How long would you wait to get Moderna/Pfizer vs J&J?
post by Sameerishere
This is a question post.
- People who can easily continue to guard against significant COVID risks for several weeks without much downside other than quality of life should wait several weeks for Pfizer or Moderna.
- (People who have to expose themselves to a non-trivial amount of COVID risk no matter what should take the J&J vaccine if they'd have to wait several more weeks for Pfizer / Moderna. I haven't run the numbers on this, but at some point I'd expect the additional risk exposure from being unvaccinated for several weeks to outweigh the difference in efficacy.)
1. Moderna and Pfizer provide significantly better protection against non-severe infections.
- J&J provides:
- 28 days after the injection: 66% protection against moderate to severe COVID infections (72% "in the United States", but I don't know to what extent that is robust to further spread of foreign variants in the US) and 85% against severe disease 
- 48 days after the injection: 100% protection against severe COVID. (I don't know what 100% protection means, exactly - a commenter pointed out that there is no such thing as 100% protection - but for the sake of argument, let's say it's close to that.) 
- Moderna and Pfizer provided 94.1% and 95% protection against any symptomatic infections generally after the 2nd dose 
2. I'd expect that even non-severe infections increase your risk of long-term lingering effects (in addition to being fairly unpleasant in the meantime, but I'm less concerned about that).
- I don't have great evidence for #2 yet. While mild infections have a non-trivial risk of long COVID , it seems like even initially asymptomatic cases account for about a 3rd of long-COVID cases . I would hypothesize that the risk of long COVID is significantly less for asymptomatic cases than for symptomatic cases, but haven't researched that much yet.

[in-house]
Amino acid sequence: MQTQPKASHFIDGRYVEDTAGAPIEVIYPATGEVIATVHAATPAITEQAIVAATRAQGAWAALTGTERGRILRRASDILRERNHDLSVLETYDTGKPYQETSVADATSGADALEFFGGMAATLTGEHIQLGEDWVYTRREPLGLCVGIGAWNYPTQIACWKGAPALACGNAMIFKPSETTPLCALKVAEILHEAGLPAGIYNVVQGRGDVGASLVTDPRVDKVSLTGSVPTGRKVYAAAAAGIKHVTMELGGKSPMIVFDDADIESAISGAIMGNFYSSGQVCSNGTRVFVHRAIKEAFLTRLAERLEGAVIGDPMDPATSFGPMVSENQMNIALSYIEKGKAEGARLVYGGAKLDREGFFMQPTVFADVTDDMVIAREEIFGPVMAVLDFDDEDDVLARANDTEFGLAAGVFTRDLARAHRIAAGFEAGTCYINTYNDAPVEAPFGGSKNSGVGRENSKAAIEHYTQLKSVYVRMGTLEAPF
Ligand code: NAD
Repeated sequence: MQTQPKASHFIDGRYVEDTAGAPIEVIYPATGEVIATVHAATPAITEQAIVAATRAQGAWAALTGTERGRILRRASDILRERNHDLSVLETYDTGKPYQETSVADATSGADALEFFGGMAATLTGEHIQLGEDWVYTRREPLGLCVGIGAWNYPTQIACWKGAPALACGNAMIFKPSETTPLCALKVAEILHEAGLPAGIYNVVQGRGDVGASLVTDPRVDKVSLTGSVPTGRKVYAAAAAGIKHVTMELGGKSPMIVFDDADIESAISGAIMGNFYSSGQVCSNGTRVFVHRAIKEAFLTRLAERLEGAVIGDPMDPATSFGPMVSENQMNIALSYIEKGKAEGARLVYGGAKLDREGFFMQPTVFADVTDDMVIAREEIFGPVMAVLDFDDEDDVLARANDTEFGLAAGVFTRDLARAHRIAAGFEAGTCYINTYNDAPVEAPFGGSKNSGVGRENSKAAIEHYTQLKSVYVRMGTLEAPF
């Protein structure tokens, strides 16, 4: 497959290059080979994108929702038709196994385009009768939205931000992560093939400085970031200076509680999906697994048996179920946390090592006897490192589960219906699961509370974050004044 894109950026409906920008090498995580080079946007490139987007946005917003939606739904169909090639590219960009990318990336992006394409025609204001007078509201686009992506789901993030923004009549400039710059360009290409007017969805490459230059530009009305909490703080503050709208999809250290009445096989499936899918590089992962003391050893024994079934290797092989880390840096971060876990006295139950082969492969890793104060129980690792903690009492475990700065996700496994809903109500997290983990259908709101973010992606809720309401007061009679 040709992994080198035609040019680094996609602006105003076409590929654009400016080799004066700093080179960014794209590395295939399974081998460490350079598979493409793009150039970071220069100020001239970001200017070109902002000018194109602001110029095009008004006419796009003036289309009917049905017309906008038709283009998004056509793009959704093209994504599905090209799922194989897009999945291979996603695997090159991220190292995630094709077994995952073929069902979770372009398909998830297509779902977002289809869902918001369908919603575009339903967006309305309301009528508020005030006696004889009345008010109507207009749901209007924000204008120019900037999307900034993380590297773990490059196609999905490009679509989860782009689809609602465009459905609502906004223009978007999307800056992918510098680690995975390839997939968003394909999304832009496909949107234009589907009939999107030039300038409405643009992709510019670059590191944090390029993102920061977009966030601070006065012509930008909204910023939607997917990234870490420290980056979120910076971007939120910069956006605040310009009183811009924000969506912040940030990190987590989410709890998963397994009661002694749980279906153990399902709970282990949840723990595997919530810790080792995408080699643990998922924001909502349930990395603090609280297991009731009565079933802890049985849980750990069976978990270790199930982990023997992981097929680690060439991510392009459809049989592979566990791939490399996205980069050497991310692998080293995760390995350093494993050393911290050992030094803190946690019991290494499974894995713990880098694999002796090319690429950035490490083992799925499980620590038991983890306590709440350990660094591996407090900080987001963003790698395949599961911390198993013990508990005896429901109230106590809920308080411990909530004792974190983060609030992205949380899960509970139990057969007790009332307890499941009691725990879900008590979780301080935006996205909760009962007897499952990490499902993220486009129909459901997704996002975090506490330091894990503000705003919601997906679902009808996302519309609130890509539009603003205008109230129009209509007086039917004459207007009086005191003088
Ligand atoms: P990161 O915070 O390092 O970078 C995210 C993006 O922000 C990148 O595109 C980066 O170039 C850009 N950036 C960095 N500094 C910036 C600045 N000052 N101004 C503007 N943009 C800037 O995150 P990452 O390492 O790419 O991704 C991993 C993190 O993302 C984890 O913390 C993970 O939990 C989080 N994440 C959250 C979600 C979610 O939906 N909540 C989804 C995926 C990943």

Zvi said in his 2/4 COVID post [LW · GW], "I’d pay a substantial amount to get Pfizer or Moderna instead of J&J if I could get either one today, but given the choice between waiting and taking what’s available, I will happily accept the J&J vaccine now rather than hold out for Pfizer or Moderna."
What am I missing? Is this just a difference in the weight we place on resuming higher-risk activities sooner rather than later? Or am I overplaying the superior efficacy of the Pfizer and Moderna vaccines?
answer by mingyuan
) · GW
I jumped at the chance to get J&J even though I'm not a essential worker or anything. I think the disconnect between our intuitions is here:
People who can easily continue to guard against significant COVID risks for several weeks without much downside other than quality of life should wait several weeks for Pfizer or Moderna.
As was discussed a bunch in my post on lockdown [LW · GW], the quality of life & mental health impact can be really massive. A marginal month may not seem like a lot if you are really just doing totally fine in lockdown and don't have anything in particular you want to do, but if you are actively suffering all the time, another month feels like forever. Also, for me, waiting a month would mean that I would see my niece for the first time at 3 months old rather than 2 months, which is quite a big difference at that age.
Furthermore, I'm young and healthy, so getting a slightly less effective vaccine probably just shouldn't matter to me that much, when my risk was already so low to begin with. And I wouldn't be surprised if people who get J&J now can get moar vaccinated later (either a J&J booster shot or stacking an mRNA vaccine on top of J&J), so I'm not convinced that the choice I make right now matters that much.
Also I'm pretty skeptical that J&J provides 100% protection at any point, and your source did very little to convince me. 0 and 1 are not probabilities?
↑ comment by korin43 ·
2021-04-12T19:17:14.301Z · LW(p) · GW(p)
I think "100%" in this context means "close enough to 100% than we can't detect the difference".
Replies from: mingyuan
↑ comment by mingyuan ·
2021-04-12T22:09:03.469Z · LW(p) · GW(p)
Reasonable; looking at it again, '0 and 1 are not probabilities' was not my true rejection at all. Mostly I was just surprised to see such an extremely good result from the vaccine that everyone seems to agree is worse.
↑ comment by Sameerishere ·
2021-04-13T05:55:00.098Z · LW(p) · GW(p)
Thanks, that makes sense. Sorry to hear lockdown was so rough for you, and glad you were able to get the J&J!